Ill Gates is an electronic music producer and DJ known for making his own beats and being a prolific teacher. If you are just starting out in electronic music, you will almost certainly come across one of his video lessons, which has naturally lead to many requests for private 1×1 lessons.
He’ll then use a clever strategy to extract even more revenue out of these lessons. With the permission of his clients, he will often record these 1×1 lessons and monetize those by repackaging them as valuable learning materials. He then offers unlimited access to these recorded lessons (as well as access to a lot of other lessons, tools, and support) when you become a VIP member on his site. By using the work he is already doing in 1×1 lessons to easily produce a digital product, he’s essentially turning 1 revenue stream into 2 with little additional work.
Tim is the perfect candidate for consulting services. His YouTube channel is a living testament to his expertise on YouTube. He echoes a sentiment that I hear often with digital courses: don’t be afraid to charge a premium for the value you are providing.
Charging premium rates benefits you in a few ways: you earn more for your time, you filter out customers who are too price sensitive (and tend to be more work than they are worth via complaints and additional demands), and you are perceived as more of an authority and expert on your subject.
But it also has an additional psychological impact on your customers: the perceived value of the training, and their investment in it, is raised.
Tim noted this experience when he offered free or discounted sessions in the past:
They’d take my time to get my suggestions, but they didn’t really do the work after that and thus didn’t get the results they wanted. But when people pay almost $400 for an hour session, they’re invested. They take notes, ask questions, and do everything I say, and feel really good about the money they spent because they actually get results later.
So don’t be afraid of pricing yourself high, because everybody wins when you do. Just make sure you can deliver on your promises.
- Demonstrate your expertise and authority: This monetization strategy only works well for people who are experts or teachers. You should have a considerable amount of educational material already online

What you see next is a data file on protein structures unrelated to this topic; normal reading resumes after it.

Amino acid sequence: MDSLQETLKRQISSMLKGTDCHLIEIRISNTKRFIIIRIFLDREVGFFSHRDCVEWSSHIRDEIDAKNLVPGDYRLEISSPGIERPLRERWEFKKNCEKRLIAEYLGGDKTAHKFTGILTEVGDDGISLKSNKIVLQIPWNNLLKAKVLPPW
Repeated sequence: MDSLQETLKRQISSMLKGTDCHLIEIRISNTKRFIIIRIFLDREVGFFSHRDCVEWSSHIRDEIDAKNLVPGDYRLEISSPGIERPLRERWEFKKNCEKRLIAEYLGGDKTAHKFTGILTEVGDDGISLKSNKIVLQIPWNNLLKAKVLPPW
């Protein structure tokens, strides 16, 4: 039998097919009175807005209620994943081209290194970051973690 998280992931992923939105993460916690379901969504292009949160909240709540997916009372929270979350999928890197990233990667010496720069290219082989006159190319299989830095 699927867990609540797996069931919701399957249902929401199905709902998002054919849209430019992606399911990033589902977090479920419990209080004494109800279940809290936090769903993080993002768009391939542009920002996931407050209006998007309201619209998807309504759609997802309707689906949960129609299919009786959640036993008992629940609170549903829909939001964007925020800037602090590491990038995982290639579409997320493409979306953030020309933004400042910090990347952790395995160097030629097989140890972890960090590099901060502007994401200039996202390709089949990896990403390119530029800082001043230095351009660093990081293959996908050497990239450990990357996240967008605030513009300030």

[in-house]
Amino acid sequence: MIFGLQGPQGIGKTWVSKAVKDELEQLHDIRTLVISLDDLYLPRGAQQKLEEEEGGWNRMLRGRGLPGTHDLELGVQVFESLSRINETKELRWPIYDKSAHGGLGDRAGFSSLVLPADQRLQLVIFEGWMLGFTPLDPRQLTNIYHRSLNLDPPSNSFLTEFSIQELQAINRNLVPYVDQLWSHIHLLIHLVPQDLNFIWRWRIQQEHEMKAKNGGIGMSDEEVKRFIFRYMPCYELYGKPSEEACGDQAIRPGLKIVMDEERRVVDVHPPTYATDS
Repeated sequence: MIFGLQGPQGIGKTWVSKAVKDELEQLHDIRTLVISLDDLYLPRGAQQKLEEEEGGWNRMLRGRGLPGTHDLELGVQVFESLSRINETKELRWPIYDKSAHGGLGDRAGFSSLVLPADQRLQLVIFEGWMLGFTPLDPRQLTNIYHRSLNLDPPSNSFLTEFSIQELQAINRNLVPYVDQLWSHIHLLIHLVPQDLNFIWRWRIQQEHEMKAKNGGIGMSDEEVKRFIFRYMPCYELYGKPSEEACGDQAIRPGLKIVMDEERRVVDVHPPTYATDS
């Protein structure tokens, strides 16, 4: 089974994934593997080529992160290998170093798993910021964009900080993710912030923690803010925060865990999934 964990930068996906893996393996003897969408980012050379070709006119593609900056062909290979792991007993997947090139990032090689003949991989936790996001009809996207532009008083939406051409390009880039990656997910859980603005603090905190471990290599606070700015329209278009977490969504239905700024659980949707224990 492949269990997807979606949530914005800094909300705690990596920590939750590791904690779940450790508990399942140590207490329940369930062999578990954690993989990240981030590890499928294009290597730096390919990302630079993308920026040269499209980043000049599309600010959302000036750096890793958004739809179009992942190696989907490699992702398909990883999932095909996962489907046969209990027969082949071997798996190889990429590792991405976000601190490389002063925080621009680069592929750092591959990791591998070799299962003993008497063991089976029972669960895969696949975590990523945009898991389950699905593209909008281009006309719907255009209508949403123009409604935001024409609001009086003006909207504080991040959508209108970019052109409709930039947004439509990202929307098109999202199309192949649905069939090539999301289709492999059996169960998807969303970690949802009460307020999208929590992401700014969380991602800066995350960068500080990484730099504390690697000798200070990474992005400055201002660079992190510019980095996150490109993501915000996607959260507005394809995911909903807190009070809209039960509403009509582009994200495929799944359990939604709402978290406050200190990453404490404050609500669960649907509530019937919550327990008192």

- Show potential clients what they would get: Having a portfolio of previous work and clearly documenting the impact of your services is key for clearly demonstrating your services to potential clients. This can be recorded sessions with previous clients, before and after shots of the project you worked on, or data showing how your services affected their metrics. The more clearly you can demonstrate what your services will be like,
- Use testimonials: Testimonials from previous clients are a powerful tool to help conversion.
Cost: No upfront cost. Ongoing 5% fee (if you are using Patreon)
Time: Large upfront time investment, with low ongoing maintenance
Earning potential: Med-High
Great fit for: Creators with medium to large size audiences and/or highly engaged communities
Captain disillusion is a talented video effects producer who makes fun and informative videos, analyzing potential hoax videos, and reverse engineering the effects use to create the illusion. He has different membership tiers on his Patreon page that each peel back another layer of behind the scenes bonus content and additional access. His patrons are spread out fairly evenly amongst these tiers, showing that he crafted these tiers with a very strong understanding of the different depths of access that would appeal to his different types of viewers.
Most creators’ content is the result of a ton of unseen work: rough drafts, sketches, animatics, demo recordings, outtakes. I think we tend to underestimate how much our patrons would value having access to it. Try to see your work through the eyes of your audience and identify aspects that are commonplace to you, but would be fascinating to your fans.
I organize these materials into reward tiers by how interesting I think patrons would find them, factoring in how much effort it takes me to process them into presentable form.
Pictures taken throughout the video-making process go straight into the production blog ($2). Phone videos from the set and funny moments in the raw footage get edited into behind-the-scenes featurettes and bloopers ($5). Files from episodes that feature illustrations and animation get polished and presented as high-resolution production art ($8 because, you know, it’s art!) And almost every video ends up giving me some sort of visual effects challenge. When I manage to make a shot look good and learn something new in the process, I like to pass that knowledge along to patrons interested in visual effects, in the form of in-depth video tutorials ($15)
Below are a few examples of the types of posts he will make. You can see more on his Patreon Page.
Ross Tran makes fun & entertaining tutorial-style videos of him making his truly impressive digital illustrations. His interesting blend of content allows him to utilize many of the different monetization methods mentioned throughout this article.